Cite as: 592 U. S. ____ (2021) 1 KAGAN, J., concurring SUPREME COURT OF THE UNITED STATES CHARLES VICTOR THOMPSON v. BOBBY LUMPKIN, DIRECTOR, TEXAS DEPARTMENT OF CRIMINAL JUSTICE, CORRECTIONAL INSTITUTIONS DIVISION ON PETITION FOR WRIT OF CERTIORARI TO THE UNITED STATES COURT OF APPEALS FOR THE FIFTH CIRCUIT No. 20–5941. Decided March 22, 2021 The petition for a writ of certiorari is denied. JUSTICE KAGAN, with whom JUSTICE BREYER and JUSTICE SOTOMAYOR join, concurring in the denial of certi- orari. A provision of the Antiterrorism and Effective Death Pen- alty Act of 1996, now codified at
. §2254(e)(2), lim- its the availability of evidentiary hearings in federal habeas proceedings. “If the applicant has failed to develop the fac- tual basis of a claim in State court proceedings,” §2254(e)(2) states, then the habeas court “shall not hold an evidentiary hearing on the claim” unless it finds two conditions met.
must rely on either “a new rule of constitutional law” or “a factual predicate that could not have previously been discovered through the exercise of due diligence.”
underlying the claim must be “sufficient to establish by clear and convincing ev- idence that but for constitutional error, no reasonable fact- finder would have found the applicant guilty of the under- lying offense.”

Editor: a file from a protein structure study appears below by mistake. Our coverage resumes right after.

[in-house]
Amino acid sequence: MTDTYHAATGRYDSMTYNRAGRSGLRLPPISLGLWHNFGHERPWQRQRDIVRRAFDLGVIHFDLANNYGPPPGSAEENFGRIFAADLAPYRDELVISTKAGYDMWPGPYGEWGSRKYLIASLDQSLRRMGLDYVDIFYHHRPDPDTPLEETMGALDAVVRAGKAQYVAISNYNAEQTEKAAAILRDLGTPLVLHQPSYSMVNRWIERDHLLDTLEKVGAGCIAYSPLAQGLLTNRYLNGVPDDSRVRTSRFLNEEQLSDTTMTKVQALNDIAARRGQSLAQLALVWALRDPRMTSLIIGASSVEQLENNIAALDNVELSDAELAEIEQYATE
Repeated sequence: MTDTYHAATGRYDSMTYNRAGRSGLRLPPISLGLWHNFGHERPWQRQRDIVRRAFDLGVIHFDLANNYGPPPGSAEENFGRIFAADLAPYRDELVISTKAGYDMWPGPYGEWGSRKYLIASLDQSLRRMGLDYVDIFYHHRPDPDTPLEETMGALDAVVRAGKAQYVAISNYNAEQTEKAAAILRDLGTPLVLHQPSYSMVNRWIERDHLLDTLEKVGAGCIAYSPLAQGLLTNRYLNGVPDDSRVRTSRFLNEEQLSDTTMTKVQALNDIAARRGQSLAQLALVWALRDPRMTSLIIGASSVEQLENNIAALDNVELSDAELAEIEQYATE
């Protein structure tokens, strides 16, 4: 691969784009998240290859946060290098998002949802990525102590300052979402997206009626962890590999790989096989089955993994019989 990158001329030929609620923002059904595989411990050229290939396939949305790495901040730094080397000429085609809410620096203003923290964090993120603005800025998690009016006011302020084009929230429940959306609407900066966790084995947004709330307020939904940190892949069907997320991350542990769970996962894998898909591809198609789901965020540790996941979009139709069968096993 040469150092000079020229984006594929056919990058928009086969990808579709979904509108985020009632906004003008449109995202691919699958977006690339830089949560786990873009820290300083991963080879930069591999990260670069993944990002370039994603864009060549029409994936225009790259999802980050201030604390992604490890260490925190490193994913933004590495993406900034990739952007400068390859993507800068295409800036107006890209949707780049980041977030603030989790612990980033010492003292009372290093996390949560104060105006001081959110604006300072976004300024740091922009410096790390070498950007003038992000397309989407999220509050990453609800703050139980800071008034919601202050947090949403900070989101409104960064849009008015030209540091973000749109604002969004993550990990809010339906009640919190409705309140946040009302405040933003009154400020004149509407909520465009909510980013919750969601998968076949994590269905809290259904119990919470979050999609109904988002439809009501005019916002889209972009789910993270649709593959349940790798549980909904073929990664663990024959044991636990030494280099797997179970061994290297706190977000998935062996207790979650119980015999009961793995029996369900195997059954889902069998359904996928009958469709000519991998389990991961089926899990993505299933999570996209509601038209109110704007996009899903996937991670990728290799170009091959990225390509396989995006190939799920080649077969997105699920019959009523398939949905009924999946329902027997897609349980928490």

rides on that provision’s opening clause. The restriction of evidentiary hearings never kicks in, the clause says, unless “the applicant has failed to develop the factual basis of [his] claim in State court proceedings.” Ibid.; see Williams v. Taylor,
, 430 (2000) (“By the terms of its opening clause the statute applies” only when “the prisoner has failed to develop the facts”). And this Court has held in no uncertain terms that the phrase 2 THOMPSON v. LUMPKIN KAGAN, J., concurring “failed to develop” implies a “lack of diligence”—or other- wise said, “some omission, fault, or negligence” attributable to the habeas applicant.
So if an appli- cant’s claim went “undeveloped in state court” because of something other than his own neglect—most typically, be- cause of “the prosecution[’s] conceal[ment of] the facts”— then §2254(e)(2)’s restriction of evidentiary hearings would not apply.
In that case, the habeas petitioner does not have to meet the section’s stringent demands. See
(“[O]nly a prisoner who has neglected his rights in state court need satisfy [§2254(e)(2)’s two] conditions”). Even if he cannot do so, he can obtain an evidentiary hear- ing. In this case, the Court of Appeals for the Fifth Circuit re- jected petitioner Charles Thompson’s request for an eviden- tiary hearing on two claims relating to his capital sentence. See Thompson v. Davis,
, 458 (2019). Thomp- son could not get a hearing, the court held, because he al- leged errors only in his punishment proceeding. “Even if Thompson were to prevail on th[ose] claim[s],” the court ex- plained, “his guilty verdict would remain untouched.”